Ghost in the Shell
“Looks Can Be Deceiving”
Runtime: 1hr 47mins.
Starring: Scarlett Johansson, Pilou Asbaek, and Takeshi Kitano
I have always been told to not judge a book by its cover, especially when it comes to dates or movies. For example, have you ever had the chance to experience the wonderful adventures of a blind dating? When you see your date for the first time, the date is absolutely gorgeous. The visual perfection of the mate of your dreams. As your date walks through that prominent, “hard to get into”, lavish midtown restaurant that has a minimum one hour wait, it seems as if you hear music in the background as the eyes of everyone turns to see who just walked in. You stand up to give the warm embrace of a hug and kiss on the cheek, but within 15 minutes after your date sits down, you realize that you have nothing in common. Then you stumble upon the realization, that you may have a friend that would be ideal for this person. This is how I would describe my recent viewing of Ghost in the Shell. Because I have a familiarity with the storyline and loved the 1995 animated movie/cult phenomenon by Mamrou Oshii, I would be that ideal friend that I spoke about previously. But if you have not seen the animated movie, but are a lover of science fiction movies, this movie will be amazing, visually (IMAX 3-D is a must watch), but I am not sure if you are going to care about its story line and the characters involved.
Major (Scarlett Johansson) is the first cyber-enhanced soldier devoted to stopping the world’s most dangerous terrorists. She soon finds out that her life has been a lie. Her life was not saved, but stolen and she was an experiment to create a “super soldier”. Now she must discover her true past and unlock the secrets that may destroy the world as she knows it.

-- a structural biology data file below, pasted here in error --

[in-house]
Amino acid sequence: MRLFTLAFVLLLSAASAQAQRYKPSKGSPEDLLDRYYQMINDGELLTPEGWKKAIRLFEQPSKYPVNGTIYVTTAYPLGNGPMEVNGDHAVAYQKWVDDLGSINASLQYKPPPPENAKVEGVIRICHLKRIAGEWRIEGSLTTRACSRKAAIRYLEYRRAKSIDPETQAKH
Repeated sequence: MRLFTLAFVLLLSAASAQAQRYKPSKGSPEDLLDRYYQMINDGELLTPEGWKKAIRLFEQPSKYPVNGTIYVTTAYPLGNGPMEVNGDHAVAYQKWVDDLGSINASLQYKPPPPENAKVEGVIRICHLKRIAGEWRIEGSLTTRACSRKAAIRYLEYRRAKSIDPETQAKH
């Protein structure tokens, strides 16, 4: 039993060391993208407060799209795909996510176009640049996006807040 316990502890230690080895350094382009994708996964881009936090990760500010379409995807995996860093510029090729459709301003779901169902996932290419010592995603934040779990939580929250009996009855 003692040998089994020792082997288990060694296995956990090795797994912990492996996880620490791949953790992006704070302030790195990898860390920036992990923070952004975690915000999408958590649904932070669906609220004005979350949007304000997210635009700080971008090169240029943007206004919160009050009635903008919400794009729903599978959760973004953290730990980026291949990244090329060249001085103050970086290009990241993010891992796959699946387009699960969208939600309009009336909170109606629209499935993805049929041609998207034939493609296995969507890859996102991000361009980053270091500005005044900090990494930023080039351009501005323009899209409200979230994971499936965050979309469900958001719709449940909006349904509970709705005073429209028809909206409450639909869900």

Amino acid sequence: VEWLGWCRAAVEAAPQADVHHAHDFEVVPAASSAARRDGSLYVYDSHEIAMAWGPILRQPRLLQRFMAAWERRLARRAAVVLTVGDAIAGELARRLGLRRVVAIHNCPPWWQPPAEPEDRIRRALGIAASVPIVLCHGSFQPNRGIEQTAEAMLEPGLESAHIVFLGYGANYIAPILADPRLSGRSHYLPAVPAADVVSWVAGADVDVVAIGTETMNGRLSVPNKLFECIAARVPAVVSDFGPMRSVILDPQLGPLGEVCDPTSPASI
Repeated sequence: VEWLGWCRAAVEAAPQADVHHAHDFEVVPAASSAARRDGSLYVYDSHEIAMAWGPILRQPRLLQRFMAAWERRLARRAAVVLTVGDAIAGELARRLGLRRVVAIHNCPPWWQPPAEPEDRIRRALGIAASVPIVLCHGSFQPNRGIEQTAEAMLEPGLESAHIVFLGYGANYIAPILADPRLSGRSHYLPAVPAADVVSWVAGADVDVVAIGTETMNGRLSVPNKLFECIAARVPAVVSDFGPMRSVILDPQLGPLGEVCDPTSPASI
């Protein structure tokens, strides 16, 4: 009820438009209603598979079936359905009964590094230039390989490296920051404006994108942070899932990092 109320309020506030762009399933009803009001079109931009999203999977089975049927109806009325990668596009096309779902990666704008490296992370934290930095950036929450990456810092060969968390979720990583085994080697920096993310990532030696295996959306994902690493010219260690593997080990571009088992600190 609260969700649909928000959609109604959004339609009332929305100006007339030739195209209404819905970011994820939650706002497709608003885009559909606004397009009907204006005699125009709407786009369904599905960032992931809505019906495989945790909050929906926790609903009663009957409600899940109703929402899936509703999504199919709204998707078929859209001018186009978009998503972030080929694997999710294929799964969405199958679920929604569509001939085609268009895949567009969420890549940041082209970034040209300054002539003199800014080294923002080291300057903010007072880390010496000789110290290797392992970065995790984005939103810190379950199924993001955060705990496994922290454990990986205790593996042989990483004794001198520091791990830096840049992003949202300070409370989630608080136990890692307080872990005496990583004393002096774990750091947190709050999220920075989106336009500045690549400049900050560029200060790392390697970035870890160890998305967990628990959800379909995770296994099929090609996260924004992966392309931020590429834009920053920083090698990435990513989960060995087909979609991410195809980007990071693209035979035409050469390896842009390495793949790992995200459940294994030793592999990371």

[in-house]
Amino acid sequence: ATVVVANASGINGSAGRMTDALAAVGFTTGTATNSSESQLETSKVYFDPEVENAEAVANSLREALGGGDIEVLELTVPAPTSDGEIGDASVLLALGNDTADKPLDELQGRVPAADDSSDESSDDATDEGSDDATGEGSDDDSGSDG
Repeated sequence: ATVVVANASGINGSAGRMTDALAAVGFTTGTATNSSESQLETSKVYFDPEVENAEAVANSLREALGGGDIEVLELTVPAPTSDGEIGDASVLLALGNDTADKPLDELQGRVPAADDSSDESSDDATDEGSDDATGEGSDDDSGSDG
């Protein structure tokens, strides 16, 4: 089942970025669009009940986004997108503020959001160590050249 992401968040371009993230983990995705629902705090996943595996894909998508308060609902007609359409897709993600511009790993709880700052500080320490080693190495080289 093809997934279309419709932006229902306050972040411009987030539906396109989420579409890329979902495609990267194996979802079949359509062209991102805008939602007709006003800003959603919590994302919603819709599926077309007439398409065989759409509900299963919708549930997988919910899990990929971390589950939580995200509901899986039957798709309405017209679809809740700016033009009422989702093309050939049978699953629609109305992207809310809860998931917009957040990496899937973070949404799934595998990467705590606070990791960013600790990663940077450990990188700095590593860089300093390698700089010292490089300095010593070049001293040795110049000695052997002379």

The film is a visual masterpiece. It captures the essence of a futuristic cyber robotic world filled with holograms, tall skyscraper buildings, and bright colors with floating street lights. It is a cross between Aeon Flux and Blade Runner. Now, if you do not know or have not seen one or both previously mentioned films, please save your time and sit this one out. The “Matrix-like” action scenes are full of martial arts moves, furious gun battles and explosions. But that’s it. Is that enough? Maybe?
The story line drags due to lack of interest in both the plot and characters. There is no bond between characters other than Johansson (Major) and Juliette Binoche who plays Dr. Quest, her maker. There is even a point in the film when Johansson starts to put the pieces of the puzzle of her past together, finding someone who was an intricate part of her former life and can bring light to the darkness of her past. But I found myself uninterested and questioned if I really cared. Truthfully, I just wanted to see more action and to continue to be awed by the futuristic world that was beautifully painted by the filmmaker.
To my surprise, essentially most of my disappointment was the acting of Scarlett Johansson. Before making the film, there was controversy over the director Rupert Sanders casting of Johansson rather than a Japanese actress to play the main character. The 1995 Japanese animated movie, from which this film was based upon, derives from a popular Japanese Manga comic series. But there probably would not have been a controversy with the utilization of screen test. Although I am a big fan of Johansson in action movies like Iron Man 2, Captain America: Civil War and The Avengers, her portrayal of a human with no memory (ghost) in the body of a robot (shell) was disappointing. Her machine-like robotic movements and facial expressions are overdone and very noticeable. She should have taken ques from Lance Henriken’s portrayal of Bishop in Aliens.
It sad to say, but just like a beautiful date that goes bad and you find that you have no interest in that person, whatsoever; “everything is good” until she or he opens his or her mouth. If you are a true sci-fi lover or a fan of the Manga comic series, then this is for you. Otherwise, disappointment is assured.